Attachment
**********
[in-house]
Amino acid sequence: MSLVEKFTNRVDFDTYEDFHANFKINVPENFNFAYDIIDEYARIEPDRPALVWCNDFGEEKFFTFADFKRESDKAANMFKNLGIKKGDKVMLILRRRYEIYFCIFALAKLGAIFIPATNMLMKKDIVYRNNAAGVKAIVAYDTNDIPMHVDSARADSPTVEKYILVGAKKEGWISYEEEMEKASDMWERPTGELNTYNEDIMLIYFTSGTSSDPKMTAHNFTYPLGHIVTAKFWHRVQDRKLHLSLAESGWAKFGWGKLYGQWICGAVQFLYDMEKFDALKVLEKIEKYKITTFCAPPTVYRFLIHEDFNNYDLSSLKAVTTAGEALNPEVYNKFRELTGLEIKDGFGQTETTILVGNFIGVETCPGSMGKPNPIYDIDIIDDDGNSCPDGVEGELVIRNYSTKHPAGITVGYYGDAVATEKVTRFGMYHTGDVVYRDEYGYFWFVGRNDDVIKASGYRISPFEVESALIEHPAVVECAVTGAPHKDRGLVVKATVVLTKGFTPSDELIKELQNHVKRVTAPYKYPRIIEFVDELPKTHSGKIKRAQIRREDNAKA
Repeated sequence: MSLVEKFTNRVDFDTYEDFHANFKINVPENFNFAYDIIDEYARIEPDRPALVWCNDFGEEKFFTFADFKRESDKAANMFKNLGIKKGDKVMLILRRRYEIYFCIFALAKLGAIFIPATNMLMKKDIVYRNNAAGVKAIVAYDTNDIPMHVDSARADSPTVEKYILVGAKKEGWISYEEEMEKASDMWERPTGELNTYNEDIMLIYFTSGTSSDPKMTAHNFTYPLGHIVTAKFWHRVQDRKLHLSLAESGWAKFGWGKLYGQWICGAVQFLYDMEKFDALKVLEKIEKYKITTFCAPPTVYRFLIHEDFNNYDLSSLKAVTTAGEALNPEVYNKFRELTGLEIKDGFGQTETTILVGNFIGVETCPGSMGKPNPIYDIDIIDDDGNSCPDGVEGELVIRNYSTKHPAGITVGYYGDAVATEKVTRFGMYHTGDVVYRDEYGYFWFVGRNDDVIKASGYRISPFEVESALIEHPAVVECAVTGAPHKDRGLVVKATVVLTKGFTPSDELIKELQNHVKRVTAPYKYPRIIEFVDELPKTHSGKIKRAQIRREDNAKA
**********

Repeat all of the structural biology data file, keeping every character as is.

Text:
[in-house]
Amino acid sequence: MSLVEKFTNRVDFDTYEDFHANFKINVPENFNFAYDIIDEYARIEPDRPALVWCNDFGEEKFFTFADFKRESDKAANMFKNLGIKKGDKVMLILRRRYEIYFCIFALAKLGAIFIPATNMLMKKDIVYRNNAAGVKAIVAYDTNDIPMHVDSARADSPTVEKYILVGAKKEGWISYEEEMEKASDMWERPTGELNTYNEDIMLIYFTSGTSSDPKMTAHNFTYPLGHIVTAKFWHRVQDRKLHLSLAESGWAKFGWGKLYGQWICGAVQFLYDMEKFDALKVLEKIEKYKITTFCAPPTVYRFLIHEDFNNYDLSSLKAVTTAGEALNPEVYNKFRELTGLEIKDGFGQTETTILVGNFIGVETCPGSMGKPNPIYDIDIIDDDGNSCPDGVEGELVIRNYSTKHPAGITVGYYGDAVATEKVTRFGMYHTGDVVYRDEYGYFWFVGRNDDVIKASGYRISPFEVESALIEHPAVVECAVTGAPHKDRGLVVKATVVLTKGFTPSDELIKELQNHVKRVTAPYKYPRIIEFVDELPKTHSGKIKRAQIRREDNAKA
Repeated sequence: MSLVEKFTNRVDFDTYEDFHANFKINVPENFNFAYDIIDEYARIEPDRPALVWCNDFGEEKFFTFADFKRESDKAANMFKNLGIKKGDKVMLILRRRYEIYFCIFALAKLGAIFIPATNMLMKKDIVYRNNAAGVKAIVAYDTNDIPMHVDSARADSPTVEKYILVGAKKEGWISYEEEMEKASDMWERPTGELNTYNEDIMLIYFTSGTSSDPKMTAHNFTYPLGHIVTAKFWHRVQDRKLHLSLAESGWAKFGWGKLYGQWICGAVQFLYDMEKFDALKVLEKIEKYKITTFCAPPTVYRFLIHEDFNNYDLSSLKAVTTAGEALNPEVYNKFRELTGLEIKDGFGQTETTILVGNFIGVETCPGSMGKPNPIYDIDIIDDDGNSCPDGVEGELVIRNYSTKHPAGITVGYYGDAVATEKVTRFGMYHTGDVVYRDEYGYFWFVGRNDDVIKASGYRISPFEVESALIEHPAVVECAVTGAPHKDRGLVVKATVVLTKGFTPSDELIKELQNHVKRVTAPYKYPRIIEFVDELPKTHSGKIKRAQIRREDNAKA